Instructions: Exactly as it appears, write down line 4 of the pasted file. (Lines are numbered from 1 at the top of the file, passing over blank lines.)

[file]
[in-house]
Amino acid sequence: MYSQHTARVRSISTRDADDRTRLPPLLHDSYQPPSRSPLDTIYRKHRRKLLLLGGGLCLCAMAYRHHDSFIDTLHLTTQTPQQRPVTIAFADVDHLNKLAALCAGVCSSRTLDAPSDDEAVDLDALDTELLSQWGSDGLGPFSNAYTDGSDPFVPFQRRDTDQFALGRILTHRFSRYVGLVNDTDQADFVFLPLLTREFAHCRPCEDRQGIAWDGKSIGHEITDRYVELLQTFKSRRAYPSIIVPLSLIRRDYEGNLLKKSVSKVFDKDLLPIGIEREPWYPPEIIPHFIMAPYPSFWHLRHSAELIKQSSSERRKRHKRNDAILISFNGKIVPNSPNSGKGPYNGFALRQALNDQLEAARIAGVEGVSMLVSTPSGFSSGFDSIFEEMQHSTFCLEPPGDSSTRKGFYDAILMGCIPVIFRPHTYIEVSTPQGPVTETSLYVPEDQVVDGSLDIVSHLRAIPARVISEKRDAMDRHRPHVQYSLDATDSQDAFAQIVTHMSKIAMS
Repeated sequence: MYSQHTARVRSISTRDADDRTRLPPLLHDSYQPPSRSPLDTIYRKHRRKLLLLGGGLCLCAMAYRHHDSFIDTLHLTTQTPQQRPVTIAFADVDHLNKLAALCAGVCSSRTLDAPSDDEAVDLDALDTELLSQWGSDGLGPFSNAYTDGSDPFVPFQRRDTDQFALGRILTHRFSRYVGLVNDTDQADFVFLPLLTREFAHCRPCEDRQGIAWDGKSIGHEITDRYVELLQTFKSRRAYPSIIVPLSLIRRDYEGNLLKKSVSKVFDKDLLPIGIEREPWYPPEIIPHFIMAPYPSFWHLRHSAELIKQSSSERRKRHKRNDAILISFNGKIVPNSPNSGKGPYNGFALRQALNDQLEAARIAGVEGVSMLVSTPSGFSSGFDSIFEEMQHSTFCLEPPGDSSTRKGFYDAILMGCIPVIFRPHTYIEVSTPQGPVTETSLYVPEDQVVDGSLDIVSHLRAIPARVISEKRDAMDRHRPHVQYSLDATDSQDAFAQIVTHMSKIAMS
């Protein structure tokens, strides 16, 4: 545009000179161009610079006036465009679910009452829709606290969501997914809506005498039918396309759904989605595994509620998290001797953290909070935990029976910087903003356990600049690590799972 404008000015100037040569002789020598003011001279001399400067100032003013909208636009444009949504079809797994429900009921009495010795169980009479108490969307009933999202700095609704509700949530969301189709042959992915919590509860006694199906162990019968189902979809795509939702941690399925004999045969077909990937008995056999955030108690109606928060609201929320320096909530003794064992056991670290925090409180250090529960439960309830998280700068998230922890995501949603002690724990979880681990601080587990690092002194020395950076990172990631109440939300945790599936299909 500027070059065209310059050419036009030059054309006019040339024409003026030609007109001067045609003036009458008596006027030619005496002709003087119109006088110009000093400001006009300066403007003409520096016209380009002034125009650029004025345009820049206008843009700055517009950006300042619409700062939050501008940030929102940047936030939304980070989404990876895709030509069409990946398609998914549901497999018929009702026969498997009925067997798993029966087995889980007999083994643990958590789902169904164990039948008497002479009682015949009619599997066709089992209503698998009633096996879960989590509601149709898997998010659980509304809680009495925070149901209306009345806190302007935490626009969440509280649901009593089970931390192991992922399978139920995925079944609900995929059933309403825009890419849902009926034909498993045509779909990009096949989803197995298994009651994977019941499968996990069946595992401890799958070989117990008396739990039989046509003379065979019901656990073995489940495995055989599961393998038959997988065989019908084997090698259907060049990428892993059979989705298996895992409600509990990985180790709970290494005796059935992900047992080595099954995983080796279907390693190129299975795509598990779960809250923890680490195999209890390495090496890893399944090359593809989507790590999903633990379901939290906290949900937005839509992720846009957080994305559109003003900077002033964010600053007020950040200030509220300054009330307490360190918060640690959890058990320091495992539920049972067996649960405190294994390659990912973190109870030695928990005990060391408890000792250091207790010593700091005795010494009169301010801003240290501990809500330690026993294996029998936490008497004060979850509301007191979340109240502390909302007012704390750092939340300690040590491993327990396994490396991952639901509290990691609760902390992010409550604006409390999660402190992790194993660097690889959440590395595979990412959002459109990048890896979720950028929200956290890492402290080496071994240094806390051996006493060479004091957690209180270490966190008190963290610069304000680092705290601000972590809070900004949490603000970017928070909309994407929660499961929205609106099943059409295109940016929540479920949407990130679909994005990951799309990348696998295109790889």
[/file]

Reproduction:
């Protein structure tokens, strides 16, 4: 545009000179161009610079006036465009679910009452829709606290969501997914809506005498039918396309759904989605595994509620998290001797953290909070935990029976910087903003356990600049690590799972 404008000015100037040569002789020598003011001279001399400067100032003013909208636009444009949504079809797994429900009921009495010795169980009479108490969307009933999202700095609704509700949530969301189709042959992915919590509860006694199906162990019968189902979809795509939702941690399925004999045969077909990937008995056999955030108690109606928060609201929320320096909530003794064992056991670290925090409180250090529960439960309830998280700068998230922890995501949603002690724990979880681990601080587990690092002194020395950076990172990631109440939300945790599936299909 500027070059065209310059050419036009030059054309006019040339024409003026030609007109001067045609003036009458008596006027030619005496002709003087119109006088110009000093400001006009300066403007003409520096016209380009002034125009650029004025345009820049206008843009700055517009950006300042619409700062939050501008940030929102940047936030939304980070989404990876895709030509069409990946398609998914549901497999018929009702026969498997009925067997798993029966087995889980007999083994643990958590789902169904164990039948008497002479009682015949009619599997066709089992209503698998009633096996879960989590509601149709898997998010659980509304809680009495925070149901209306009345806190302007935490626009969440509280649901009593089970931390192991992922399978139920995925079944609900995929059933309403825009890419849902009926034909498993045509779909990009096949989803197995298994009651994977019941499968996990069946595992401890799958070989117990008396739990039989046509003379065979019901656990073995489940495995055989599961393998038959997988065989019908084997090698259907060049990428892993059979989705298996895992409600509990990985180790709970290494005796059935992900047992080595099954995983080796279907390693190129299975795509598990779960809250923890680490195999209890390495090496890893399944090359593809989507790590999903633990379901939290906290949900937005839509992720846009957080994305559109003003900077002033964010600053007020950040200030509220300054009330307490360190918060640690959890058990320091495992539920049972067996649960405190294994390659990912973190109870030695928990005990060391408890000792250091207790010593700091005795010494009169301010801003240290501990809500330690026993294996029998936490008497004060979850509301007191979340109240502390909302007012704390750092939340300690040590491993327990396994490396991952639901509290990691609760902390992010409550604006409390999660402190992790194993660097690889959440590395595979990412959002459109990048890896979720950028929200956290890492402290080496071994240094806390051996006493060479004091957690209180270490966190008190963290610069304000680092705290601000972590809070900004949490603000970017928070909309994407929660499961929205609106099943059409295109940016929540479920949407990130679909994005990951799309990348696998295109790889």